Re: Double Standards
From: David G Adams (dadamsworld.std.com)
Date: Wed, 1 Feb 95 16:59 CST
> 
> Well, for the past several days there have been NUMEROUS
> posts on UU. Many of which have asserted than many/most
> members of various coho groups are UU, & others have 
> suggested that people seekign to recruit for coho should
> look to UU groups, thus perpetuating the current skewing of 
> membership. This discussion might lead many people to believe
> thatt they are not welcome in coho, from various perspectives.
> Although UU claims to be UNiversal, it really only is
> Universal with regard to many forms of christianity.  
I tried to take this thread off the list, but I've been misinterpreted 
(well, my name wasn't mentioned, so I can't really complain) so I'll post a 
defense of why UU and coho are so compatible.  Here's the UU Principles for 
everyone's reading pleasure...

UUs covenant to affirm and promote...
* The inherent worth and dignity of every person
* Justice, equity, and compassion in human relations
* Acceptance of one another and encouragement to spiritual
  growth in our congregations
* A free and responsible search for truth and meaning
* The right of conscience and the use of the democratic 
  process within our congregations and in society at large.
* The goal of world community with peace, liberty, and 
  justice for all
* Respect for the interdependent web of all existence, of 
  which we are a part.

> If someone
> were practicing traditional Jewish religious practices, their
> practices woudl not be encompassed in UU, which, first of
> all, alsmot allways hold their "nondenominational services"
> on sundays. Additionally, many forms of pagan/wiccan practice
> are not encompassed by most UU groups. And yet, traditional 
> religious christians of various denominations also condemn UU,
> believing that it is a flight from "real" christianity. 
Well, it _is_ a flight from "real" christianity.  We recognize our judeo- 
christian roots, especially christian, but the vast majority of UUs do not 
recognize the divinity of Christ (hence Unitarian, not Trinitarian), we do 
not believe in heaven and hell, original sin is out the door, no second 
coming, no armageddon.  Doesn't sound anything like Christianity to me.  The 
inderdepentant web of existence sounds pretty pagan, as well.
On the subject of traditional Jews, I bet you won't find a coho community 
anywhere in the US that has a strictly kosher common house kitchen.  Correct 
me if I'm wrong, folks.  Oh, and we do have many Jewish ceremonies at our UU 
church, and my coho group (which meets at the UU church) lit a minora (sp?) 
at a meeting in December.  A UU congregation, like a diverse coho group, is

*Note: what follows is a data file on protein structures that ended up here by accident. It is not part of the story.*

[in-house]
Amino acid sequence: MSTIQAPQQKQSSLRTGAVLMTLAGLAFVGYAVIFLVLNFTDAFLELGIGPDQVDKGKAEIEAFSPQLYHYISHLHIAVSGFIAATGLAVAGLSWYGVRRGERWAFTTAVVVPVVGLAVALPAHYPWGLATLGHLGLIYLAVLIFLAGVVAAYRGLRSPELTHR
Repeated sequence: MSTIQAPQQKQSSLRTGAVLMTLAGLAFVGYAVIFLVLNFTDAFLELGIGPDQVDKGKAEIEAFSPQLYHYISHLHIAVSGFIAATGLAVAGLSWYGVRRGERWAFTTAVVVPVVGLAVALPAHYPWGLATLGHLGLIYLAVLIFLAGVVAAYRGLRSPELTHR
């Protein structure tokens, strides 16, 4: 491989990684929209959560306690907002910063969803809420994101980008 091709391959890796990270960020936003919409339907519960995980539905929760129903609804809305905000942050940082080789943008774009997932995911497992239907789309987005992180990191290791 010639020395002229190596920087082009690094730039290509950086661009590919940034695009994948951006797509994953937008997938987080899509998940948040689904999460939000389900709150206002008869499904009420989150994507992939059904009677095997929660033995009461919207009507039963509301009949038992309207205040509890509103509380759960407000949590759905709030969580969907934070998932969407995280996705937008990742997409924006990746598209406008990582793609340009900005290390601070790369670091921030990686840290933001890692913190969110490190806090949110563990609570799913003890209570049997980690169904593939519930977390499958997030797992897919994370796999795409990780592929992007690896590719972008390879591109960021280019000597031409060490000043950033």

incapable of formally meeting every set of traditions and beliefs, but gives 
space to individuals to find their own path and celebrate in their own ways.

> Despite all of this, no one has proposed cutting the 
> trumpeting of UU on this list in order to 
> protect the image of coho. 
Why that is when precisely what John suggested that got you so upset in the 
first place.  Quoting...

JG> But there is a UU list for those interested, if any:
JG> soc.religion.unitarian-univ
JG> , I think.  I frequent that list quite a bit; ...
JG>   I sure as *heck* don't want to bring my
JG>  religious principles into it [cohousing-l], even if they are UU.

Admittedly, in the part I didn't quote, he brought up the subject of 
polyrelationships and used that buzzword "respectible".  He has said in a 
couple of messages that UUism is associated (rightly, I might add) with 
"dangerous" [from the perspective of right-wingers] ideas.  He suggested 
(and I obviously don't completely agree, since I'm posting this) that all of 
those ideas, including UUism be discussed elsewhere.

> 
> One person insisted that
> compulsory monogamy does not really exist, that tehre
> are no realy social forces againt polyamory anyway, s
> so what do i have to be so riled up about. 
That would have been me.  I didn't say there were no social forces.  There 
are all kind of evil social forces out there we ought to be battling.  
That's why many of us are trying to create coho communities.  But I objected 
to the term "Compulsory monogamy".  Monogamy is only compulsary if you get 
up on an altar (UU or otherwise) and say "I do".  Then you've committed 
publicly.  Of course there are married couples who chose not to be 
traditionally monogamous.  More power to them.  
Social forces don't stop me from certain practices that cost a certain 
surgeon general her job.  Nor should they stop you from polyrelationships, 
if that's what works in your life and your partners' lives.  But I don't 
talk about masturbation here (oops, I guess I just did), so please explain 
to me why it is appropriate too focus on polyamory here.

Dave

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